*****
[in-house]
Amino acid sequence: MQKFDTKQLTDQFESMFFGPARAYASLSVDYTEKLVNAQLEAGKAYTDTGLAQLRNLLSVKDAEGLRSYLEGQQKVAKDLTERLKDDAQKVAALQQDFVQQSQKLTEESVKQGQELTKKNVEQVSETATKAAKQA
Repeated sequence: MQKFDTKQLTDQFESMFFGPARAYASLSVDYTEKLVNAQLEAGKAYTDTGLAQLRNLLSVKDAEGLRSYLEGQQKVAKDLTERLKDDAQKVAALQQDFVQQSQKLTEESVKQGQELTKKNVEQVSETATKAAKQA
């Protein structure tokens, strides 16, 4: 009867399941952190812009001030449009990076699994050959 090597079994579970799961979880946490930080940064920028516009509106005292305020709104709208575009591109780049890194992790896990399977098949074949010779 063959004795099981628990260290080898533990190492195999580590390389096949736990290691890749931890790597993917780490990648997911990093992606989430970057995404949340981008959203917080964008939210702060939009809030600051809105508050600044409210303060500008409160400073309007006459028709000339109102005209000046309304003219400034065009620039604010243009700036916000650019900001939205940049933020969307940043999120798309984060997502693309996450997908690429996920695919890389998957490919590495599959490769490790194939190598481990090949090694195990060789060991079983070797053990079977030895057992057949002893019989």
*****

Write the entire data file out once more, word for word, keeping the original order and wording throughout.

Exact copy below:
[in-house]
Amino acid sequence: MQKFDTKQLTDQFESMFFGPARAYASLSVDYTEKLVNAQLEAGKAYTDTGLAQLRNLLSVKDAEGLRSYLEGQQKVAKDLTERLKDDAQKVAALQQDFVQQSQKLTEESVKQGQELTKKNVEQVSETATKAAKQA
Repeated sequence: MQKFDTKQLTDQFESMFFGPARAYASLSVDYTEKLVNAQLEAGKAYTDTGLAQLRNLLSVKDAEGLRSYLEGQQKVAKDLTERLKDDAQKVAALQQDFVQQSQKLTEESVKQGQELTKKNVEQVSETATKAAKQA
């Protein structure tokens, strides 16, 4: 009867399941952190812009001030449009990076699994050959 090597079994579970799961979880946490930080940064920028516009509106005292305020709104709208575009591109780049890194992790896990399977098949074949010779 063959004795099981628990260290080898533990190492195999580590390389096949736990290691890749931890790597993917780490990648997911990093992606989430970057995404949340981008959203917080964008939210702060939009809030600051809105508050600044409210303060500008409160400073309007006459028709000339109102005209000046309304003219400034065009620039604010243009700036916000650019900001939205940049933020969307940043999120798309984060997502693309996450997908690429996920695919890389998957490919590495599959490769490790194939190598481990090949090694195990060789060991079983070797053990079977030895057992057949002893019989």